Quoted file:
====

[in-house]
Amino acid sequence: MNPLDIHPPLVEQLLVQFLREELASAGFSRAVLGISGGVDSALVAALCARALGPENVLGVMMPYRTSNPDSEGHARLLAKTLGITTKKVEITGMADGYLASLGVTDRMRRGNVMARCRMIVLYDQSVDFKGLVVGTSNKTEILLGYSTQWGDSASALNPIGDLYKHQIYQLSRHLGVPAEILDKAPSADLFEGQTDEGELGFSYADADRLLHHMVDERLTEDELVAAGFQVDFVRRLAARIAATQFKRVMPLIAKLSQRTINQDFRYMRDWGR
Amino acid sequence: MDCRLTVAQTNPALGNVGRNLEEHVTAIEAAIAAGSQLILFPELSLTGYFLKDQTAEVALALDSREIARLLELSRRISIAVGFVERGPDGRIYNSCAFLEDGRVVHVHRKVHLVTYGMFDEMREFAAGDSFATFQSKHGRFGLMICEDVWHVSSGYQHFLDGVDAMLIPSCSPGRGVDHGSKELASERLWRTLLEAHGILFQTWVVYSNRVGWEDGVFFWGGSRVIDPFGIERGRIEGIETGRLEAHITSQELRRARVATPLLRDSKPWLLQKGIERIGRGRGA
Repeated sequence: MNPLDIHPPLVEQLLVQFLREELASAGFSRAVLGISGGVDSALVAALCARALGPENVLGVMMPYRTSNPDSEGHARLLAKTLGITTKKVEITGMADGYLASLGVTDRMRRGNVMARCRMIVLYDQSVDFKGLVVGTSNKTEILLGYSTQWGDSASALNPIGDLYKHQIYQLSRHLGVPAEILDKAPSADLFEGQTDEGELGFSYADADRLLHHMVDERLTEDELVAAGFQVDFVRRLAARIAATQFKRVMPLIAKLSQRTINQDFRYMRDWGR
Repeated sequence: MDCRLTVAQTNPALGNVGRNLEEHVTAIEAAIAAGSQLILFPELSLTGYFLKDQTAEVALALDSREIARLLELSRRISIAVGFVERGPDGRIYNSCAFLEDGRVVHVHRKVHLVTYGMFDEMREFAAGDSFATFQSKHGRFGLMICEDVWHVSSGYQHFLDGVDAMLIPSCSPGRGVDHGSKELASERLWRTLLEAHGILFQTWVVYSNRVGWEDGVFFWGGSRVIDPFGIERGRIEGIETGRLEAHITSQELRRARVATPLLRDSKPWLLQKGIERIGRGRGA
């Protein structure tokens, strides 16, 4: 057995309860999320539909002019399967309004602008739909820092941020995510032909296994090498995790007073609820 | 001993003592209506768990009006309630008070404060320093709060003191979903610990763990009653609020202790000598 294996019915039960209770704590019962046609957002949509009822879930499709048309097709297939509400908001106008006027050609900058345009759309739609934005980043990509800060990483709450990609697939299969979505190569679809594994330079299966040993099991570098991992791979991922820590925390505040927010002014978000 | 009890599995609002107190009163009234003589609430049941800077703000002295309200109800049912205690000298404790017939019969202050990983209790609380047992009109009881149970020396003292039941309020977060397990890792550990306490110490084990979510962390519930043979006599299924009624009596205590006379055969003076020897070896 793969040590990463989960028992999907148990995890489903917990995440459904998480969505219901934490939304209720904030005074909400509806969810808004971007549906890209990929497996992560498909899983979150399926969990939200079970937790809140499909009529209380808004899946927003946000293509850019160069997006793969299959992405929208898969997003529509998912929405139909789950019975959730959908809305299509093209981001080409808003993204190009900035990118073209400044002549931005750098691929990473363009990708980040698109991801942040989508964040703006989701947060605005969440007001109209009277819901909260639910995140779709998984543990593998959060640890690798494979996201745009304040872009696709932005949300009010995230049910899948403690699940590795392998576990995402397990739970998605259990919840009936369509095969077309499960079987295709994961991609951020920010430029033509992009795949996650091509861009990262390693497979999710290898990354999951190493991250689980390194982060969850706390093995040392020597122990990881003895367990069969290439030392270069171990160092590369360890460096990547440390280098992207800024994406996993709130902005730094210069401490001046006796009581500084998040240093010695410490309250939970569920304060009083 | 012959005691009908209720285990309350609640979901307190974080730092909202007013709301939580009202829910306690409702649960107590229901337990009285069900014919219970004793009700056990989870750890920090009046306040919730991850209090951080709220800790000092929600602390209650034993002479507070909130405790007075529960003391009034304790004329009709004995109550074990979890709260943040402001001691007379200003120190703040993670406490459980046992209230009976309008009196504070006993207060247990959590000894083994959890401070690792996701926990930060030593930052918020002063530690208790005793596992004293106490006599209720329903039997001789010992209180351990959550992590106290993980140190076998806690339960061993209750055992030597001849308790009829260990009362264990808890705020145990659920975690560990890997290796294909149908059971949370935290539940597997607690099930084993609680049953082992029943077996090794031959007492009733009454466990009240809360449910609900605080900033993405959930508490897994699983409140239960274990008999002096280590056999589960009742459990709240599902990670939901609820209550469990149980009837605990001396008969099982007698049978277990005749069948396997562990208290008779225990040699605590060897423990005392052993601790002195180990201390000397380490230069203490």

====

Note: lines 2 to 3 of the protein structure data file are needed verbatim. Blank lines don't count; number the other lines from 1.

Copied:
Amino acid sequence: MNPLDIHPPLVEQLLVQFLREELASAGFSRAVLGISGGVDSALVAALCARALGPENVLGVMMPYRTSNPDSEGHARLLAKTLGITTKKVEITGMADGYLASLGVTDRMRRGNVMARCRMIVLYDQSVDFKGLVVGTSNKTEILLGYSTQWGDSASALNPIGDLYKHQIYQLSRHLGVPAEILDKAPSADLFEGQTDEGELGFSYADADRLLHHMVDERLTEDELVAAGFQVDFVRRLAARIAATQFKRVMPLIAKLSQRTINQDFRYMRDWGR
Amino acid sequence: MDCRLTVAQTNPALGNVGRNLEEHVTAIEAAIAAGSQLILFPELSLTGYFLKDQTAEVALALDSREIARLLELSRRISIAVGFVERGPDGRIYNSCAFLEDGRVVHVHRKVHLVTYGMFDEMREFAAGDSFATFQSKHGRFGLMICEDVWHVSSGYQHFLDGVDAMLIPSCSPGRGVDHGSKELASERLWRTLLEAHGILFQTWVVYSNRVGWEDGVFFWGGSRVIDPFGIERGRIEGIETGRLEAHITSQELRRARVATPLLRDSKPWLLQKGIERIGRGRGA